Posted by Anna on Oct 24, 2014 in Personal Injury | 1 comment
Spinal cord injuries are not all the same. It can be partial or complete, simple or complex. The spinal cord is where a myriad of nerves runs down the middle of the back which serves as signal carriers between the brain and the rest of the body. When the spinal cord is damaged for whatever reason, the signals can be disrupted, preventing the body from receiving the orders of the brain. Damage to the spinal cord can be through trauma or disease.
Spinal cord injury through trauma can result from:
- Physical assault
- Car accidents
- Worksite accidents
- Gunshot or knife wounds
- Sports injury
The severity and location of the damage will determine the extent of the signal disruption. In car accidents or similar blunt force trauma, broken bones can be shoved into the spinal cord from the force of the impact or alternatively the force can compress the vertebra enough to damage the spinal cord. So while there may be no outward physical damage, the spinal cord may be affected and should be immobilized to avoid more damage. This is why first responders in car accidents are cautioned not to move an injured person unless absolutely necessary.
The effects of spinal cord injuries range from mild and temporary to complete and permanent paralysis. The most serious spinal cord injuries are when they occur in the high cervical nerves (C1-C4) which are located nearest to the neck. Many victims of negligent car accidents sustain this kind of injury and become completely disabled, requiring 24-hour care and a radically reduced quality of life. As pointed out on the website of law firm Crowe Mulvey, the financial and emotional burden can be overwhelming.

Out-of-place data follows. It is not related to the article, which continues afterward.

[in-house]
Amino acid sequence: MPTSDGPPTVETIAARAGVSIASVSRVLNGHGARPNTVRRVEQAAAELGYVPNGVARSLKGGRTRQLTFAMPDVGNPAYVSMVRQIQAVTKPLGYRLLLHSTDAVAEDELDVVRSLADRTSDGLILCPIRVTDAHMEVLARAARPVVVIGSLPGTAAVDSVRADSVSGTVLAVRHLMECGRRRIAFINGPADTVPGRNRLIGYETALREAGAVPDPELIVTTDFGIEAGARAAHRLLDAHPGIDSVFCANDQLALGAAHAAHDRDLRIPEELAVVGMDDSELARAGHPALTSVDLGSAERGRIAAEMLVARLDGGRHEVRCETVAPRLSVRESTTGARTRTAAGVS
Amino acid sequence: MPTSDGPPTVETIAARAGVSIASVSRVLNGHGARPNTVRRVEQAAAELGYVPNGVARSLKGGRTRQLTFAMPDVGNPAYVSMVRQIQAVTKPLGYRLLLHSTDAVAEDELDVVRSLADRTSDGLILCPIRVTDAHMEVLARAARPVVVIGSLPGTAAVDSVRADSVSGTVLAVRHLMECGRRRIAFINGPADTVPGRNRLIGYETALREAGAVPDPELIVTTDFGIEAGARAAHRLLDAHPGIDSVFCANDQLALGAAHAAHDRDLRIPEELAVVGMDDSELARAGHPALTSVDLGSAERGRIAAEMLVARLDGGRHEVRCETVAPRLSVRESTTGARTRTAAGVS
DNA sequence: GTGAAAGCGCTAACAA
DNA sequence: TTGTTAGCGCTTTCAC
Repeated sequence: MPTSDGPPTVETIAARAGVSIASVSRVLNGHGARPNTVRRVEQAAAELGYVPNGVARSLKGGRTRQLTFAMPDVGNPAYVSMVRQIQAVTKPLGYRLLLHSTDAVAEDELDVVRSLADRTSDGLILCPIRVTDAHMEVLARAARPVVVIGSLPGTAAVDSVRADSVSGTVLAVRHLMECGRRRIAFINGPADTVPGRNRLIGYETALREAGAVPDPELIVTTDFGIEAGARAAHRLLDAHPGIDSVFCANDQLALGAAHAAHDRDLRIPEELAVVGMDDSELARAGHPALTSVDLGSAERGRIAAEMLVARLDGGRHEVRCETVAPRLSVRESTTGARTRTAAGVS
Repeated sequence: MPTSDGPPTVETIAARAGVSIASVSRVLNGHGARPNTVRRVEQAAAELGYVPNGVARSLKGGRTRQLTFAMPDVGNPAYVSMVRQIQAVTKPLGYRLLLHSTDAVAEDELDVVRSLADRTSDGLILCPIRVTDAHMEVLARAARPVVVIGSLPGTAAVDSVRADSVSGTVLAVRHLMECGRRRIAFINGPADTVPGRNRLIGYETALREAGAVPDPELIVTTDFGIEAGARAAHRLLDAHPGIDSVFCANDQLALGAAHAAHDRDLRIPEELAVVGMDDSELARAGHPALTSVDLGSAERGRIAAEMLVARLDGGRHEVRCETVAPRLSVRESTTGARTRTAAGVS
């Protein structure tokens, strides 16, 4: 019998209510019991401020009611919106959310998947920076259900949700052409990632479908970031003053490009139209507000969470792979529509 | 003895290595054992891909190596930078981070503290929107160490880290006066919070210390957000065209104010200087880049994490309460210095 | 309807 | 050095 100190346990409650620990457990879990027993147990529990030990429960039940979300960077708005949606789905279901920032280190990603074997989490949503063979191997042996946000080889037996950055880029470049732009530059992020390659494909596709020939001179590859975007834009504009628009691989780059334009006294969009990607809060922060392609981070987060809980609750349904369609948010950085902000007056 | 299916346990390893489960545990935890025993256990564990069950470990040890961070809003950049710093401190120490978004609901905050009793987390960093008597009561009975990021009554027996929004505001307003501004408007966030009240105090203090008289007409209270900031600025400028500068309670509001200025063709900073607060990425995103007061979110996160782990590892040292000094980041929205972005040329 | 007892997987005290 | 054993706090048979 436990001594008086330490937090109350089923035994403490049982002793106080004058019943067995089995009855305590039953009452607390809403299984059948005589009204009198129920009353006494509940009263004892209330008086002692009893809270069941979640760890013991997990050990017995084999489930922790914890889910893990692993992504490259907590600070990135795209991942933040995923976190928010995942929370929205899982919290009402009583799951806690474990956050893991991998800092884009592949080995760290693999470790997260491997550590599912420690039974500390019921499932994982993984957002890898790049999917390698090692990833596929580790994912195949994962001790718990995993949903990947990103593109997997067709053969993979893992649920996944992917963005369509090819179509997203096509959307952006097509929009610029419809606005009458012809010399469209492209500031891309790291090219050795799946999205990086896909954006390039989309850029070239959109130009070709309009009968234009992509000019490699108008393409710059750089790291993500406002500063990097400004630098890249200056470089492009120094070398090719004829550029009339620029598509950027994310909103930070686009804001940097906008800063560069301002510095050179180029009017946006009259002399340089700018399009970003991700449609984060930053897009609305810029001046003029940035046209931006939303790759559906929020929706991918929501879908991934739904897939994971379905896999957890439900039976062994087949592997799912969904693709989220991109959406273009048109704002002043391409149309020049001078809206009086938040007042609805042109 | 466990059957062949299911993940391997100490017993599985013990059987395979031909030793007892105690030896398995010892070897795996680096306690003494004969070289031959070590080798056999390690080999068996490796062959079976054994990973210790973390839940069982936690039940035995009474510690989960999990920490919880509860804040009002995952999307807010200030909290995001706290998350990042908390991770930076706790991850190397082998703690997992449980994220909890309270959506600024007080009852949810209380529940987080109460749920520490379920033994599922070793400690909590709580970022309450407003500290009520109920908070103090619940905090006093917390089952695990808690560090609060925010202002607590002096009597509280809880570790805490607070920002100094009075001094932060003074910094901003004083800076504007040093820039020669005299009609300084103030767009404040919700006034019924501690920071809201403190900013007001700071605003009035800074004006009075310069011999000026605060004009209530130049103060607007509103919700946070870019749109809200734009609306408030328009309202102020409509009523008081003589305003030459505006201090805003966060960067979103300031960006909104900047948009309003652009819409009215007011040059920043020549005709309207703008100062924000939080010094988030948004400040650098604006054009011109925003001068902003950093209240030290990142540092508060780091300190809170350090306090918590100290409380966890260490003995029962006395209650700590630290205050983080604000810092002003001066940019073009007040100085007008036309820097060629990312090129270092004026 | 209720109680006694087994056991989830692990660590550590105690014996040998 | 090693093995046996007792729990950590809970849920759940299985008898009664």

If you have sustained spinal cord injuries because of the negligence of others, you should seek compensation for this potentially life-changing injury. Contact a personal injury lawyer in your area for an initial assessment of your case.
Posted by Anna on Sep 20, 2014 in Personal Injury | 0 comments
Wrongful death claims are lawsuits that are filed by the family or heir of the deceased against the people responsible for the death of the victim. The plaintiff on this case is usually the immediate family who has the legal right to file a case against the defendant for their negligent or reckless actions that resulted to the death of the victim. Majority of these cases are made in order to demand damages following the wrongful death and get compensation in place of financial support, pain and suffering of the victim before the death occurred, expenses paid for the funeral services, and other damages that would apply. The plaintiff’s personal injury lawyer will be the one to determine the extent and coverage of the compensation depending on the state statute and context of the case.